The 10 Greatest Soul Compilations of All Time
Including literally these records…
I’ve been investing almost all of my leftover money (of which there is tonnes) into buying old soul records for about the last 25 years, so I thought it high time I shared some of my thoughts about the rarest of gems – the wicked soul compilation. There are loads of them out there, and IMHO these are the ten that everyone should own. Go and buy them, then thank me later. Or don’t thank me and just get on with your marginally improved life, it’s up to you really. Word up.
The Essential Mellow Groove
The greatest soul compilation in history, and I say that based on having listened to all of them at least a thousand times. I first heard this when I was about 15, and 25 years later I’m still “spinning it” over and over again. There’s not a dud track on the album, most of them are super-rare, and in amongst them you’ve got I’ve Been Trying by The Chants which might well be the greatest moment for UK Soul ever, and Maurice Jackson’s Lucky Fellow, which might be the most lovely track you could ever lay down on your woman/man if you wanted a guaranteed shaggo.
I found this record when I was a teenager and immediately fell in love with it for two reasons. Firstly because I dug the cover of the cartoon guy with the giganto-fro. And secondly because I listened to about eight seconds of the Kellee Patterson opener and knew it would forever be the soundtrack to my most nipply moments in life. A bona fide classic from the excellent French label, Big Cheese Records.
Mastercuts Classic Mellow 2
Mastercuts were responsible for a tsunami of great soul compilations in the 1990s, and as it is, all of the Classic Mellow series were excellent (as were 80s Grooves, Rare Grooves, Jazz Funks etc), but this one just nicks it. That’s thanks mainly to the inclusion of Baby I’m Scared of You by Womack & Womack which might be the greatest soul duet of all time. Then you’ve got Juicy Fruit by Mtume and I Choose You by Paris. So so good.
The Wants List
When I first started really buying records I used to get an A4 printed list each month from Soul Brother Records in London just detailing what stock they had in, and I read it like it was the greatest literature ever written. Then about 15 years later they started churning out The Wants List compilations, featuring tracks like Hearts and Flowers by G.C Cameron and City of Brotherly Love by Soul Survivors and every molecule of my being got a big big erection.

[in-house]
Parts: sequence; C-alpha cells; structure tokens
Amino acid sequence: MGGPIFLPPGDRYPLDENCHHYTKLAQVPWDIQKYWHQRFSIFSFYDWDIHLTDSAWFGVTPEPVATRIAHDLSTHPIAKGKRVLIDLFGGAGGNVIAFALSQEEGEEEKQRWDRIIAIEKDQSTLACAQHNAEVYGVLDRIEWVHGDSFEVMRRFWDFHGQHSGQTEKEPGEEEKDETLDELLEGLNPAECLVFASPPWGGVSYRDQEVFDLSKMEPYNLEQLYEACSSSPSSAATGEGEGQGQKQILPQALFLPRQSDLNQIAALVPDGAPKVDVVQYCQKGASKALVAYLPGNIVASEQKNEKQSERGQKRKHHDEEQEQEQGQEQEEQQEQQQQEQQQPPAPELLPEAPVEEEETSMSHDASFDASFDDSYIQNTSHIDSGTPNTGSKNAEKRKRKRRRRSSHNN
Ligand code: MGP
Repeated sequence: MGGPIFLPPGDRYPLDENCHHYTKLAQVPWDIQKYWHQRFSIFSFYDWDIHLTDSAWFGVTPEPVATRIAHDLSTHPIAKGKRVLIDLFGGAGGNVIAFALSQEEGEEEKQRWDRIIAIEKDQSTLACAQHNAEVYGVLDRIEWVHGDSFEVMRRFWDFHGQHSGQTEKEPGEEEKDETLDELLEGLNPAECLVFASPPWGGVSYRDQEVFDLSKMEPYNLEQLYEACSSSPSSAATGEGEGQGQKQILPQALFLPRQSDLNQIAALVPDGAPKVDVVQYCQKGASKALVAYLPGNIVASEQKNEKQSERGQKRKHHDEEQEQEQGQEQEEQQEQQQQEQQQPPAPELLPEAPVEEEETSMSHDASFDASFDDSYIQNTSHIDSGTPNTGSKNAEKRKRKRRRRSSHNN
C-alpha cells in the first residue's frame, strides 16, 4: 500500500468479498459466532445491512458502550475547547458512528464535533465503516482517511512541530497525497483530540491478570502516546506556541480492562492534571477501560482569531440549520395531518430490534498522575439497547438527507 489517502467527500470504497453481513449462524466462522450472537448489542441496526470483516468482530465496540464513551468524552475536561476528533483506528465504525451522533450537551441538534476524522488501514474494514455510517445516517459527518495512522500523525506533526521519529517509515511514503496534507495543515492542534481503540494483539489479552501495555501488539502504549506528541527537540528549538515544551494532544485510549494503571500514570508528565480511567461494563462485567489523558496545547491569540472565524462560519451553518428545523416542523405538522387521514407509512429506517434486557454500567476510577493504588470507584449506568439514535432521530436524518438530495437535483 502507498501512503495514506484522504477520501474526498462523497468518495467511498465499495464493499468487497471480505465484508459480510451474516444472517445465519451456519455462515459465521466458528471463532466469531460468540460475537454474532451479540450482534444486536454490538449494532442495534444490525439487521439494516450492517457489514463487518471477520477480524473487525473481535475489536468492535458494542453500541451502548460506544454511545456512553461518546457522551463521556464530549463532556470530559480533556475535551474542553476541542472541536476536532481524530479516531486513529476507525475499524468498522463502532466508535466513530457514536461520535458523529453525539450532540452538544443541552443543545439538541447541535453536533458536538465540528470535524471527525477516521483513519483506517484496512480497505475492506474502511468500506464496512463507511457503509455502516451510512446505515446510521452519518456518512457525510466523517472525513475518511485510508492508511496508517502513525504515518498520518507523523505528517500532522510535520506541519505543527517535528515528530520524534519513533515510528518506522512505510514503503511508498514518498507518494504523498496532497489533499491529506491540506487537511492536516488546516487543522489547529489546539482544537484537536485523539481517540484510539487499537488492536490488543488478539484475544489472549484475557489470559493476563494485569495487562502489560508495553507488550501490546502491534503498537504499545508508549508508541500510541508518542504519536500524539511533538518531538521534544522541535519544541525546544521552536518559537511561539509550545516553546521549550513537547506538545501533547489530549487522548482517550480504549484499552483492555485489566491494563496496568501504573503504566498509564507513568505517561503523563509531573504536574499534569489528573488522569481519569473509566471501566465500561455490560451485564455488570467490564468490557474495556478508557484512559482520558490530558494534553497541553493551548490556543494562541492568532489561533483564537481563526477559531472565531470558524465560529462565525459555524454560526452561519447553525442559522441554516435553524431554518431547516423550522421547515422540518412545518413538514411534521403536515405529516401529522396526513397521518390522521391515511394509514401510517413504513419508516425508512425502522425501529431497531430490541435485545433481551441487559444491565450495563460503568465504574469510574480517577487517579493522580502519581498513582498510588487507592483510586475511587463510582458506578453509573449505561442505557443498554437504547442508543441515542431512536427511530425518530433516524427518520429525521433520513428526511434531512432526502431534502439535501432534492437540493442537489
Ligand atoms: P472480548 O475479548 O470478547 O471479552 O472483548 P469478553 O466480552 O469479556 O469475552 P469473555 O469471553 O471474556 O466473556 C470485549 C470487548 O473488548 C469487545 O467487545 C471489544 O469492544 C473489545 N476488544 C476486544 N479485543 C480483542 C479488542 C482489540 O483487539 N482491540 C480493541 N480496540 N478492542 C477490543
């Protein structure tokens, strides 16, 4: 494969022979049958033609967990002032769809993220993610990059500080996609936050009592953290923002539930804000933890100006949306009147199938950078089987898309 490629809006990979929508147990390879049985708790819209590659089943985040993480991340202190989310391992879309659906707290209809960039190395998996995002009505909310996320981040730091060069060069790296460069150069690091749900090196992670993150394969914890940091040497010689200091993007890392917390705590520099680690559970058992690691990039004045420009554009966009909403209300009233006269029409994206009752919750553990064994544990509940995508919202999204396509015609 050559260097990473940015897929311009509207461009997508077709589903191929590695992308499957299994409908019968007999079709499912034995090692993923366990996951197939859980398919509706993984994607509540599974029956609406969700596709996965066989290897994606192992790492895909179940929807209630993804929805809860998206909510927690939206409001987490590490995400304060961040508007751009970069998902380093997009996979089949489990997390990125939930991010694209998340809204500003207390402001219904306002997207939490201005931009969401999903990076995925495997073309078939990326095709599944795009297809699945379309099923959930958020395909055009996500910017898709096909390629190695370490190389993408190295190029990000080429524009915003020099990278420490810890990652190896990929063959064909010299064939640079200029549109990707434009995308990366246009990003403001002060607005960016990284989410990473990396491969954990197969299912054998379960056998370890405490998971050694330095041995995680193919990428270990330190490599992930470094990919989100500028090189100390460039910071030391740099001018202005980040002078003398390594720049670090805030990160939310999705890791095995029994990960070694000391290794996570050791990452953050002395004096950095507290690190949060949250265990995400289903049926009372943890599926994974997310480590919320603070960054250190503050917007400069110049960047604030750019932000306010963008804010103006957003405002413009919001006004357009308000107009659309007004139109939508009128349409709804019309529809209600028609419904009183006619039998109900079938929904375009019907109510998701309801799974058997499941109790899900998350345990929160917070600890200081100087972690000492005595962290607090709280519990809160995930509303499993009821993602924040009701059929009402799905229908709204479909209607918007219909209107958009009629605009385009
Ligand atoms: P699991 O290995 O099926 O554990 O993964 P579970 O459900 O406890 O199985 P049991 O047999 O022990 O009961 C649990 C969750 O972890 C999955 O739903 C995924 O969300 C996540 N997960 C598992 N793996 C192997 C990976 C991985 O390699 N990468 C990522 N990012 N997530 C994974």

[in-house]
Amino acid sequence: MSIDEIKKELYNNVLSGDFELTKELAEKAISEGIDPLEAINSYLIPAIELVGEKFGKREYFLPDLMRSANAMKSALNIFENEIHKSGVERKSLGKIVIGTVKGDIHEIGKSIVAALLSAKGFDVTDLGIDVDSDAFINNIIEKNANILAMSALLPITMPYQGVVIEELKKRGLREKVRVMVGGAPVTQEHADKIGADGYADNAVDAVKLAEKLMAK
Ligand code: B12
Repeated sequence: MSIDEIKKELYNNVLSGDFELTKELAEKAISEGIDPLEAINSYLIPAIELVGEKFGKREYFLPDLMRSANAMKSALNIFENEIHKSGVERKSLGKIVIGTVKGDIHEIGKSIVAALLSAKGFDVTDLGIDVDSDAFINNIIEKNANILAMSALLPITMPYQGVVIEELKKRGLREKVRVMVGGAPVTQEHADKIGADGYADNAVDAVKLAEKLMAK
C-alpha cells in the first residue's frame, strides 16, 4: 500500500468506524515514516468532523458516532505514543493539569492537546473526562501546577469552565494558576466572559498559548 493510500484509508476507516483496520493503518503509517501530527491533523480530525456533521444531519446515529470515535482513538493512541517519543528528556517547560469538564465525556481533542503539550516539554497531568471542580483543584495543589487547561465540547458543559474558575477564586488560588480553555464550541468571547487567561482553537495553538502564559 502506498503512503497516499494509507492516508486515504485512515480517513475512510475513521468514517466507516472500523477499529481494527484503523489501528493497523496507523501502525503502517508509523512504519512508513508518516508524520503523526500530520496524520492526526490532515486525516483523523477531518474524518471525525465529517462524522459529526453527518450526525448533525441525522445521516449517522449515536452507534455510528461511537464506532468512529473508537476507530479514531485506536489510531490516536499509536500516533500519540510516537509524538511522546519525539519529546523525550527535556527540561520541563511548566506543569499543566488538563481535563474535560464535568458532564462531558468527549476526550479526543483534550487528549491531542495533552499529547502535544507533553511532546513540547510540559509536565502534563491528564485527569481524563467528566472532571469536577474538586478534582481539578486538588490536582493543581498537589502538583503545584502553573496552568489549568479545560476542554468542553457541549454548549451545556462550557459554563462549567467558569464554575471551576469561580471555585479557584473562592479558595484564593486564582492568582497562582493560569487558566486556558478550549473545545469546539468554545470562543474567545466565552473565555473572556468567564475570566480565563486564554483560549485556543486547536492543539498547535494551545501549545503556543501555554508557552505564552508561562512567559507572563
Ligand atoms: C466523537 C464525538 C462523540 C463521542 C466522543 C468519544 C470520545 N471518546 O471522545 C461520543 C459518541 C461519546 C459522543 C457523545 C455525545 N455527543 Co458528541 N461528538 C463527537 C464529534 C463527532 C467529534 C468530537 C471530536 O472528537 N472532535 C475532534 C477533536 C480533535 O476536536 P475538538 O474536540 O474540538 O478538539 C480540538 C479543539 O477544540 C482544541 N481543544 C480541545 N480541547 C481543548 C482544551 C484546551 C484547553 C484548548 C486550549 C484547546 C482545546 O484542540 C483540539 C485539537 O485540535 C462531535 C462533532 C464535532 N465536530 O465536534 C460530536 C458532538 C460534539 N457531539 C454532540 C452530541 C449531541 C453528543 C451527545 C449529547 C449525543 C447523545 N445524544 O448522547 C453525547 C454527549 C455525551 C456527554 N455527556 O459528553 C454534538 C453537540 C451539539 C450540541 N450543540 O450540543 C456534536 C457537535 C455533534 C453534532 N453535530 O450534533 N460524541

I remember buying this in an old musical instrument shop in Oxford, at a time when you could find little stacks of records for sale basically everywhere. A wicked mix of soul, jazz, and Latin, with even a few gospel vibes thrown in, this was my introduction to groovers like Gary Bartz and Gene Harris. It also had Woman of the Ghetto by Marlena Shaw on there as a vinyl-only bonus track. What a bonus!
Ask any corduroy and beard soul guy worth his salt, and he’ll tell you that the Rare compilations from RCA and Arista in the late 1980s and early 1990s were genuinely schamazing. There were five in total, all excellent collections of smoother 1980s soul and the occasional 1970s funk crossover, but this is the cream of the crop. Check out Pop by The Limit, and Plush We’ve Got The Love, to name but two.
“From the vaults of Atlantic, Elektra and Warner Bros” this was the first in a really strong series of “2-Step, Boogie Fusion and Rare Groove” from the super-early 2000s, and put it this way, you literally haven’t witnessed the fine line that separates love from lust until you’ve heard Ronn Matlock singing I Can’t Forget About You. Buy it now. From wherever you can.
Kind of Soul
Hot nude chick on the cover, 14 finely matured 1970s soul tracks, this compilation takes well known classics like Best of My Love by The Emotions, and mixes them with lesser known heavyweight soul gems about the concept of belief like Make Me Believe in You by Patti Jo or Would You Believe in Me by Jon Lucien. The perfect blend of jumbo-hits and stuff for you to look up when you get home.
Strange Games and Funky Things (Volume II)
For a while there you couldn’t move for great BBE compilations, so much so that to even start listing one or two would end in a vast monologue of record titles and we’d all get profoundly bored, but fair to say their name is a guarantee of quality. This, for me, is their best soul collection of the lot. I can barely go a few weeks without busting out Rene & Angela Secret Rendezvous and doing some off-beat over-the-top dad dancing.
The Soul of Science
The last spot on the list could have gone in numerous directions, Living in the Streets on Ace Records, Soul Spectrum on BBE, any number of Mastercuts or Soul Jazz collections. But in the end I went with The Soul of Science which came out on Obsessive Recordings, and celebrates that gap in the Venn Diagram where soul and futuristic computer sounds overlap. Out there, and beautifully so. Check out I Love Every Little Thing About You by Syreeta.